Unit 1.2: Characteristics of Stars. Guiding Questions for this unit:. What two forces must be balanced for a star to achieve stability? What are the stages in the life cycle of a star? What determines whether a star will become a white dwarf, a neutron star, or a black hole?
Guiding Questions for this unit: What two forces must be balanced for a star to achieve stability? What are the stages in the life cycle of a star? What determines whether a star will become a white dwarf, a neutron star, or a black hole? What three properties of a star influence its brightness? How are parallax and Cepheid variables used in astronomy?
Vocabulary: Nebula: interstellar clouds of dust/gases. Protostar: “proto-” = early; a “star” that condenses due to gravity but does not yet undergo nuclear fusion Apparent magnitude: the brightness of a star when viewed from Earth. Absolute magnitude: the brightness of a star when viewed from 32.6 light years away. Parallax: the apparent displacement of an object when seen from two different perspectives; used to calculate distance to a star Cepheid variable: a star that varies in size and brightness due to expansion and contraction of the star core.
I. Evolution of a Star • Nebula: Stars begin in a nebula, an interstellar cloud of dust/gases. • Gases: mostly hydrogen and helium • Dust: mostly Carbon and Silicon (from supernova explosions of older stars) • Begin to condense through gravity • Possibly by shock-wave of nearby supernova? • As gravity increases, dust spins faster, gets hotter • Protostar: When a nebula has enough mass, it becomes a protostar. • “proto-” = early • Begins to radiate energy in red spectrum • But cannot yet undergo nuclear fusion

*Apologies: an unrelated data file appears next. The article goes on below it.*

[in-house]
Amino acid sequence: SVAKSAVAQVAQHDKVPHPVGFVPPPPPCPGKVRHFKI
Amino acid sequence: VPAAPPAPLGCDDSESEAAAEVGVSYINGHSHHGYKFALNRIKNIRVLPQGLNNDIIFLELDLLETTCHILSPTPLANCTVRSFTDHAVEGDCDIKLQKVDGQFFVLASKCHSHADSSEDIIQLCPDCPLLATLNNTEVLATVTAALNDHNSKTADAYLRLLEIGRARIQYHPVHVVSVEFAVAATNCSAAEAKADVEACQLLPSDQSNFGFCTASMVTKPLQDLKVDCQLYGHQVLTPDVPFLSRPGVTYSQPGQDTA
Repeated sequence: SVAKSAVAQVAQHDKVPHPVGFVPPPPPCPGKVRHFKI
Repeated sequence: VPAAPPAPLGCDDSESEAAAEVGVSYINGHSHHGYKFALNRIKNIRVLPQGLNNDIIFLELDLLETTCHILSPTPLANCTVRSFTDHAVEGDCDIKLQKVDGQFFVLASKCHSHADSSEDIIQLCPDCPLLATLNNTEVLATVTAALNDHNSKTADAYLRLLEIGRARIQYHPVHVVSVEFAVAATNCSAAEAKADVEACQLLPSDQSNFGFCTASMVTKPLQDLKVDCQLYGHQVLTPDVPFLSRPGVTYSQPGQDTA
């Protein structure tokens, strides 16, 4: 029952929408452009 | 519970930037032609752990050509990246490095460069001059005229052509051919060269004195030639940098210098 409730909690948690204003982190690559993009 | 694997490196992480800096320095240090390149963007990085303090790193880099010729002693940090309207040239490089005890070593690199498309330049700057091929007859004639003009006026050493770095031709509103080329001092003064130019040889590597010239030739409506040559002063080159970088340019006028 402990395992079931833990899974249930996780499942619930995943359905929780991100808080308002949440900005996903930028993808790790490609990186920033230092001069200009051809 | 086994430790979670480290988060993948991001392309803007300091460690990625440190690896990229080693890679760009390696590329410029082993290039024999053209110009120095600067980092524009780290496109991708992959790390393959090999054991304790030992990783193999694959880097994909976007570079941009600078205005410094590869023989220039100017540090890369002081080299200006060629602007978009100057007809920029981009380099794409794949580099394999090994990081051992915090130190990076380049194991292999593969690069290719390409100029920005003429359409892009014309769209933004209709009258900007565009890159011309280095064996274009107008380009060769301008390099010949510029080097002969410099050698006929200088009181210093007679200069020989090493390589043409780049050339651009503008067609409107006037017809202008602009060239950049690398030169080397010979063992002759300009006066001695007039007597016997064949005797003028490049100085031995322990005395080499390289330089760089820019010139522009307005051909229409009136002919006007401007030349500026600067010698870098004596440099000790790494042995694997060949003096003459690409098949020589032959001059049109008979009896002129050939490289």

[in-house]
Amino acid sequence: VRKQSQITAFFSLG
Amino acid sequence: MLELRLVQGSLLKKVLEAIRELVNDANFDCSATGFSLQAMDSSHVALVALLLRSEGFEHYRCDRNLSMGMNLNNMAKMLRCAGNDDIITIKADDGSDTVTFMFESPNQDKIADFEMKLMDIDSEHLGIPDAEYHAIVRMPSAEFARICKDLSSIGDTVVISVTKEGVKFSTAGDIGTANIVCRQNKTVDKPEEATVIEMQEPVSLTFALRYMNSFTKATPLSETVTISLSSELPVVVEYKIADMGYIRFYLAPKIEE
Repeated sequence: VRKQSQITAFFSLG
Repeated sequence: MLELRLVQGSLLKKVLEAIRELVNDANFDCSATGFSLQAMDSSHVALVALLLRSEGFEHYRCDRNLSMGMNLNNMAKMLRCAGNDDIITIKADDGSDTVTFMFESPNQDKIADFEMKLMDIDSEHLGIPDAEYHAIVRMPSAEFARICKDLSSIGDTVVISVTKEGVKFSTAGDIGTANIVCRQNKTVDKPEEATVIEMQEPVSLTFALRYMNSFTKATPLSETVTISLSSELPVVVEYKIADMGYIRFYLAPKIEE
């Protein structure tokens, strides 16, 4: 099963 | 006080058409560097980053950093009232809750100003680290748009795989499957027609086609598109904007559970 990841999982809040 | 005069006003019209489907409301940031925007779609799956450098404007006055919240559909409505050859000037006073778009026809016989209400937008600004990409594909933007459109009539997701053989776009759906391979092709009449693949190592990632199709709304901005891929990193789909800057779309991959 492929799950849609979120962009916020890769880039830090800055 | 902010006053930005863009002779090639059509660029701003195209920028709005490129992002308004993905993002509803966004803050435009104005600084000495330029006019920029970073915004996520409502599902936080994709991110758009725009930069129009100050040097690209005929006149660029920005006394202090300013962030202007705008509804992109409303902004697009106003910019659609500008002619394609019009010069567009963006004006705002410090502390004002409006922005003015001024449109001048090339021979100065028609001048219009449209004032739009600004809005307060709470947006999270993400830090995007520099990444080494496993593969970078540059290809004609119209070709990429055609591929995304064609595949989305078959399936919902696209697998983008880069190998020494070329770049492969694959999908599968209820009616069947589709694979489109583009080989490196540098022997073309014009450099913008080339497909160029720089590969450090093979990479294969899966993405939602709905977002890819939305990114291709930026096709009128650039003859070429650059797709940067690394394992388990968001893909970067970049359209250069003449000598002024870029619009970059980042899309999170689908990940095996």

Main-sequence star: If a protostar has enough energy to begin nucleosynthesis, it becomes a main-sequence star: • Hydrogen fusion (nucleosynthesis) begins when star reaches high temperatures (hi temps = lots of energy) • Hi temps = more energy = increased motion = more outward pressure • But gravity pushes inward on star, causing collapse • Star becomes stable when balance between gas pressure and gravity is equal, main-sequence star
Red GiantStage: • Hydrogen-burning migrates away from inner core, progresses into outer shell • Increased pressure pushing outward causes expansion of star • Eventually gravity balances out this pressure expansion • Stabilizes but as a much larger star • Burning hydrogen cools as star expands resulting in a reddish appearance • Core continues nuclear fusion of helium into heavier elements • Up to element 26 (iron)
Death of a Star:- 3 Alternatives: • White dwarf: stars of low to medium mass • When fuel (H or He) is spent, no outward pressure, so gravity forces it to collapse into “degenerate matter” • Degenerate matter: electrons pushed close to nucleus, but repulsion prevents total collapse • Very dense: size of Earth, but density greater than the Sun
Neutron Stars: • Result from supernova events: large stars that explode (Chinese recorded supernova event in 1054 AD) • Release space dust that can be incorporated into new nebula/stars • Electrons are pushed so close to nucleus, they are forced to combine with protons, forming… neutrons • “Shell” of star is ejected, but core collapses into extremely dense, almost invisible object • Strong magnetic field ‘pulses’, allows us to “see” where a neutron star is located; called a ‘pulsar’